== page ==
“Additional broadband options in Knoxville at a lower cost would force Comcast and others to lower their costs to become more competitive. We see it all the time, when an incumbent provider enjoys a local monopoly and they suddenly get new competition, their pricing drops,” Ogle says. “So it would be no surprise if Knoxville started talking seriously about deploying a city-wide network, companies like AT&T and Comcast would increase their efforts here.”

For the time being, though, [Knoxville’s Chief Policy Officer Bill] Lyons and [Knoxville Downtown Coordinator Rick] Emmett do not sound keen on serious city involvement in the private broadband market.

“I don’t think we missed any economic activities,” Emmett says, compared to Chattanooga’s network build-out. “That’s the point of this [strategy] is trying to draw in some business.”

That attitude, Ogle says, could be a major mistake in the future.

“I’m a believer that the best way to undermine investment in the future is to fail to provide the needed infrastructure of today,” he says.

Knoxville officials don't think they missed any economic activities? Perhaps they should visit the WBIR archives for examples of companies that deliberately chose to expand in Chattanooga rather than Knoxville specifically because of Internet access. Knoxville may not want to build its own network due to the dirty tricks commonly employed by carriers like Comcast and AT&T, but they had better come up with some sort of a plan.

Verizon Plans to Abandon Copper Wires In Islands Damaged by Sandy

Victims of Sandy are still recovering from the killer storm that ripped through the east coast last year. Two places hardest hit by the "Frankenstorm" were Fire Island, New York and the Barrier Island in New Jersey. In addition to homes and property, residents lost phone and Internet communications when telephone wires went down. They are still waiting to be reconnected.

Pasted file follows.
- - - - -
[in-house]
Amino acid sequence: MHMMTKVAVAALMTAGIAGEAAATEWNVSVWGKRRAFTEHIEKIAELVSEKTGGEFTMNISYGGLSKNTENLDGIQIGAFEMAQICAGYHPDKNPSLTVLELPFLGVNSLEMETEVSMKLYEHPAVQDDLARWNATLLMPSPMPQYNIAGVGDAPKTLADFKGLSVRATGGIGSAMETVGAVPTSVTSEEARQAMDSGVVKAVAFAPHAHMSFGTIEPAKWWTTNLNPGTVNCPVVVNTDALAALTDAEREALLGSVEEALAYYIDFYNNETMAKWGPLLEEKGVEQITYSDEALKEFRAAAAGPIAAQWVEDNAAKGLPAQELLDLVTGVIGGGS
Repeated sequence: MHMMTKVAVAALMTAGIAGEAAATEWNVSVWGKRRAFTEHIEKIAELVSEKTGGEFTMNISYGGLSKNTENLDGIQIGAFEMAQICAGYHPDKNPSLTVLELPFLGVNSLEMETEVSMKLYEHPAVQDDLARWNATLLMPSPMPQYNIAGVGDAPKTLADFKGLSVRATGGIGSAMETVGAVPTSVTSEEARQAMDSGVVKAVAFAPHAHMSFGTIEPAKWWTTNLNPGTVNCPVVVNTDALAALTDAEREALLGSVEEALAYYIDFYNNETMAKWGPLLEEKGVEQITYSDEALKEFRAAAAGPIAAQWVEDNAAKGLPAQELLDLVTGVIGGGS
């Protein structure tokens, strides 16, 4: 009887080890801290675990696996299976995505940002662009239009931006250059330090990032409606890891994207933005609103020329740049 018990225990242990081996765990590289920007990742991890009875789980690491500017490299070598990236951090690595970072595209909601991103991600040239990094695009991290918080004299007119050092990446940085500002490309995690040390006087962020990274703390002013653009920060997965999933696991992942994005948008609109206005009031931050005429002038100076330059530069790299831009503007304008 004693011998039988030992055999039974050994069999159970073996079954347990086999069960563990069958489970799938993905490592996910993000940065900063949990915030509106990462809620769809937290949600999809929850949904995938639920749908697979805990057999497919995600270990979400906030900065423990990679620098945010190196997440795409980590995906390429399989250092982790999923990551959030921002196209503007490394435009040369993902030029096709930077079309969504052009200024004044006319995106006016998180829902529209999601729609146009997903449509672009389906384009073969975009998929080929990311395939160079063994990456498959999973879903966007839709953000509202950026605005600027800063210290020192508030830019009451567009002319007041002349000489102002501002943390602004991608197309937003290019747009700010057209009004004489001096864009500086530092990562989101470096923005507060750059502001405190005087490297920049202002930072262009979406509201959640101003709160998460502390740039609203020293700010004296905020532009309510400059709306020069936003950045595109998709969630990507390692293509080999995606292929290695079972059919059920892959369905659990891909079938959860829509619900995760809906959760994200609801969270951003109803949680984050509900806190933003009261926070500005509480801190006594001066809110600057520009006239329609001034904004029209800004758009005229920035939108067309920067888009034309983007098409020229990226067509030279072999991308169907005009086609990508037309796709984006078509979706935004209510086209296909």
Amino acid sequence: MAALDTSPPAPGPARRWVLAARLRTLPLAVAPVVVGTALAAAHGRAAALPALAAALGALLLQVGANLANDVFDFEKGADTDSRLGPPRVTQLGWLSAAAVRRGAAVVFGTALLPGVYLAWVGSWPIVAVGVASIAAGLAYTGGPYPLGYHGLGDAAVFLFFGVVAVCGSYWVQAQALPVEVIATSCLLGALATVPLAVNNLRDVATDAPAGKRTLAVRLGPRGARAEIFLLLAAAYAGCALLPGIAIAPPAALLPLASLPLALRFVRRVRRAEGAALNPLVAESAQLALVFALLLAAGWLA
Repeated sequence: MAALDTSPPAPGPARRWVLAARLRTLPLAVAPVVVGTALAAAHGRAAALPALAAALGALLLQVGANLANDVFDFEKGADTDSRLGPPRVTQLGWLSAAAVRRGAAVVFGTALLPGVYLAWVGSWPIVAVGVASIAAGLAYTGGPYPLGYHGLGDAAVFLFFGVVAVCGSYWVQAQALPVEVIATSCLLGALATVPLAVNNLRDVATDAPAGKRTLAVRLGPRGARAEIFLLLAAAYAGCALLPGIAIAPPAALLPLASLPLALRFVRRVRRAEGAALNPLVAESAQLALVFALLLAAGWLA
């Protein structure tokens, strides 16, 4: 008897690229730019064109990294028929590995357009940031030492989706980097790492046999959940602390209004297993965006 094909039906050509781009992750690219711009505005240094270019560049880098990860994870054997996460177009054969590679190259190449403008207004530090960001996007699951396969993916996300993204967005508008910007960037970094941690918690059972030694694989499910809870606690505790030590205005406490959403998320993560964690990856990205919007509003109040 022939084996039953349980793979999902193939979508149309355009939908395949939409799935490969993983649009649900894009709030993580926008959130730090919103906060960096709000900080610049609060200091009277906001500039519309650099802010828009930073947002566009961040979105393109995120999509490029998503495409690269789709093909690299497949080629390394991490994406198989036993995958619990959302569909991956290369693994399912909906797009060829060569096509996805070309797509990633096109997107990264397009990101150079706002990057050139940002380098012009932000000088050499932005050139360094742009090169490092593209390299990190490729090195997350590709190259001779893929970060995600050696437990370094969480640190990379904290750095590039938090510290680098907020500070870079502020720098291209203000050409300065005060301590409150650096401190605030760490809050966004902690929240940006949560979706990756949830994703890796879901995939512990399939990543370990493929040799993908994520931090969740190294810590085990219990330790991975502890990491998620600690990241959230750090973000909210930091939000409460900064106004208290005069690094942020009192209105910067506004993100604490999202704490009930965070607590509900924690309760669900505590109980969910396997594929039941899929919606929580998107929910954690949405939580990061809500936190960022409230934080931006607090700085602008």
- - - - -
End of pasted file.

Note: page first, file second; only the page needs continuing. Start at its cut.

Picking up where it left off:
Our readers know about the huge fight that has embroiled consumer advocates and the leading telephone providers in the past few years. AT&T and Verizon seek deregulation to escape the "carrier of last resort" obligation that requires maintenance of traditional copper lines for telephone service. AT&T and Verizon want to shed that responsibility in favor of wireless service that is less expensive to maintain, even though it does not support the range of uses today's copper networks do. 

Verizon is the incumbent telephone provider in Fire Island and Barrier Island but decided it will not repair damaged lines. It wants to instead deploy its inferior Voice Link wireless service on the island.

The Voice Link technology basically attaches to your house and uses Verizon's cellular network to connect the telephones in your home. Homeowners can continue to use their home phones, but the quality tends to be worse than on a proper wired telephone network. 

Under federal law,  telephone providers are obligated to replace or repair downed copper lines unless they substitute with a "line improvement," such as fiber-optic lines. Voice Link cannot be described as a "line improvement" - the only benefit it provides is that it costs Verizon less to build and maintain. 

Public Knowledge Logo

Jodie Griffin from Public Knowledge recently pointed out some of the many shortcomings of Voice Link, as revealed on Verizon's own Terms of Service. The people most harmed by this scaled back service include the people who, in one way or another, are most vulnerable. Harold Feld, also from Public Knowledge, addressed what he sees as the most critical changes and who those changes most affect: